Here's an interesting photo of Ringo's son, Zak, using the toms from the maple kit, post Beatles.

1971

Here's a rare photo of Mal Evans behind Ringo's maple kit on June 1, 1971. 
Ringo played on B.B. Kings "B.B. King In London" album.

2013
Grammy Museum | Los Angeles, CA

Notice the calfskin bass drumhead

1972 

Ringo used his Maple kit at the Concert For Bangladesh

1967 Ludwig Hollywood Maple kit

8"x12" - Tom (Keystone badge # 469170 / Black stamp date: MAR 24 1967)
9"x13" - Tom (Keystone badge # 464609 / Black stamp date: MAR 28 1967)
16"x16" - Floor Tom (Keystone badge # 466825 / Black Stamp Date: )
14"x22" - Bass Drum (Keystone badge # 470730 / Black stamp date: MAR 24 1967)

Hardware

Spurlock Direct Pull hi hat stand (Model 1123)
Buck Rogers snare stand (Model 1358)
Speed King bass drum pedal (Model 201)
Cymbal stands (Model 1400)
Dual Tom Floor Stand (Model 1345-1)

 Some interesting facts:

All toms have Chrome Over Brass (COB) rims
Cotton was found inside of the top lugs of the 16"x16" floor tom
A Drum City label was found inside of the bass drum shell. It is located at the top front next to the reinforcement ring

Rooftop Concert | January 30, 1969

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A nice rear view of Ringo behind his Maple kit.

Here’s an interesting story that some of you may know

The Let It Be album / movie project was originally called Get Back. They, meaning The Beatles, wanted everything to be like it was in the beginning, very “NATURAL” and recorded live with minimal editing and post-production work. John apparently was adamant about this. Here’s the cool part; It is said that George actually bought Ringo the Hollywood maple kit because of the wanted “natural vibe concept” of the album. I was told that Ludwig’s first Hollywood maple kit was built for Ringo. I haven’t seen it offered in their brochures at that time. This maple kit was used in late 1968 according to the Beatles Gear book. I always wondered if the kit came with calfskin heads (that would make sense considering the natural concept) and were replaced with Mylar heads for technical reasons of staying in tune. Remember, they played at a cold Twickingham Studio, on the rooftop of Apple and also in Apple studios as well. The Abbey Road album was recorded at Abbey Road Studios. The shells all have 1967 stamp dates.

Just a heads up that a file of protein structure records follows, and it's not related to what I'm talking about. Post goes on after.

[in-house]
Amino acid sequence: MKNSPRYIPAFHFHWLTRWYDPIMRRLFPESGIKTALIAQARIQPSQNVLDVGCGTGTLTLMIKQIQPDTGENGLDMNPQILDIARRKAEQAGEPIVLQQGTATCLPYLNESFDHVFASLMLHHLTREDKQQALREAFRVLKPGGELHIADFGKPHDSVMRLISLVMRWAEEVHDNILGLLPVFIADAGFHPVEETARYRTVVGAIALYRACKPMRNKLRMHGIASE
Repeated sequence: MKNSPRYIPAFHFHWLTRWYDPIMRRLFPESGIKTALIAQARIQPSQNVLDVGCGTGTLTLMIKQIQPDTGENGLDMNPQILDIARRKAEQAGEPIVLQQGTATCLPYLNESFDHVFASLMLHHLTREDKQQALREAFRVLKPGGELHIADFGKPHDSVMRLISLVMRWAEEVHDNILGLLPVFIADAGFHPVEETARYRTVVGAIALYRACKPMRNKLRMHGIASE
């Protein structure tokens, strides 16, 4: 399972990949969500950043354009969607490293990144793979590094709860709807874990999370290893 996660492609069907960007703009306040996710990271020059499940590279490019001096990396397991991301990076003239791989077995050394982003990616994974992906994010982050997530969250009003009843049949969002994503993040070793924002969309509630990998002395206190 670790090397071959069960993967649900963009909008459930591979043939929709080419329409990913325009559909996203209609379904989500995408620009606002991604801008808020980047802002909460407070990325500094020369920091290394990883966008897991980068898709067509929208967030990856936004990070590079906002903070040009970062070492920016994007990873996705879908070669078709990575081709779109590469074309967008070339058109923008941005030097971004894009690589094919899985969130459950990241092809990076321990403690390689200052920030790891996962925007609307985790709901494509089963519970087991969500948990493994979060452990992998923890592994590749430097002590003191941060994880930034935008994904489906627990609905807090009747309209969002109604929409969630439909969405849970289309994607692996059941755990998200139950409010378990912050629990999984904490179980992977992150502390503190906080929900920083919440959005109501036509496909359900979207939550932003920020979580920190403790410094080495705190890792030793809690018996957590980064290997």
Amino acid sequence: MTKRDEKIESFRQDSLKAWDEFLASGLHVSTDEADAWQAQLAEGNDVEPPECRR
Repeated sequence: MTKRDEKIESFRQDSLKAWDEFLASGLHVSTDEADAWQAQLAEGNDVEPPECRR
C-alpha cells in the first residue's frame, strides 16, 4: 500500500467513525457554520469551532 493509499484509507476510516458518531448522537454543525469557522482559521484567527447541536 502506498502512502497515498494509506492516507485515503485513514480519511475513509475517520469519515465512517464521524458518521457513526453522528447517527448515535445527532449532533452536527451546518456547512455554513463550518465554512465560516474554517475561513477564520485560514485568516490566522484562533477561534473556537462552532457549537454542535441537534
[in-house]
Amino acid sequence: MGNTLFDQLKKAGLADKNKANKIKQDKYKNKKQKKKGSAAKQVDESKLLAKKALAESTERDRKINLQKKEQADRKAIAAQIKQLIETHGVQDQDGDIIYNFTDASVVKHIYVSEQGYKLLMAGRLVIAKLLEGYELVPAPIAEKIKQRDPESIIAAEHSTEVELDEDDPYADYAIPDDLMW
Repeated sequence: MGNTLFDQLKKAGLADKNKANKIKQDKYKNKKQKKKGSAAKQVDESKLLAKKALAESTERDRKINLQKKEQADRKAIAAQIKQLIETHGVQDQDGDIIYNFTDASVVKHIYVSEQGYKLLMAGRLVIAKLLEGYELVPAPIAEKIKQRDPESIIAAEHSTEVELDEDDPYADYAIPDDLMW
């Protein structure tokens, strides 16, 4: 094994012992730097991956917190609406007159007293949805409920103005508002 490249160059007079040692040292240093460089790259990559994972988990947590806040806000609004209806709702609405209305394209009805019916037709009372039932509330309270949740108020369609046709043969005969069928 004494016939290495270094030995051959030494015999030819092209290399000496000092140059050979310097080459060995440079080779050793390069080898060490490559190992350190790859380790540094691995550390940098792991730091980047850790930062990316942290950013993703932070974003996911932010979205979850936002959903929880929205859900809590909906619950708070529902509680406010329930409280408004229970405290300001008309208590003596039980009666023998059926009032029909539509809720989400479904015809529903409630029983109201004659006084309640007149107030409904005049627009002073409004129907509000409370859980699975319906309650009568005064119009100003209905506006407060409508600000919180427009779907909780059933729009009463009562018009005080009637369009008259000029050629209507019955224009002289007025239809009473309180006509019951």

Calfskin heads is an interesting subject because I have heard and read this a number of times that Ringo used calfskin heads on his maple kit and he even says so a number of times. The question of certainty is raised when you carefully examine photos of his kit during the Let It Be sessions. On some photos you can see the traditional black Ludwig logo stamp found on their Mylar heads. Secondly, you don’t see the distinctive calfskin hoops showing under any of the rims or on the bass drum hoop. In fact, on the batter side bass drum head, you see a metal ring alongside the wooden hoop. On the very few photos that I have of the Abbey Road sessions, it does show that calfskin heads were used. Since I was going for the Let It Be look, I have since removed the calfskin heads in place of Mylar. 

2005
Ringo Recording Choose Love

A nice rear view of Ringo behind his Maple kit.

​Ludwig Drum Set w/ Hardware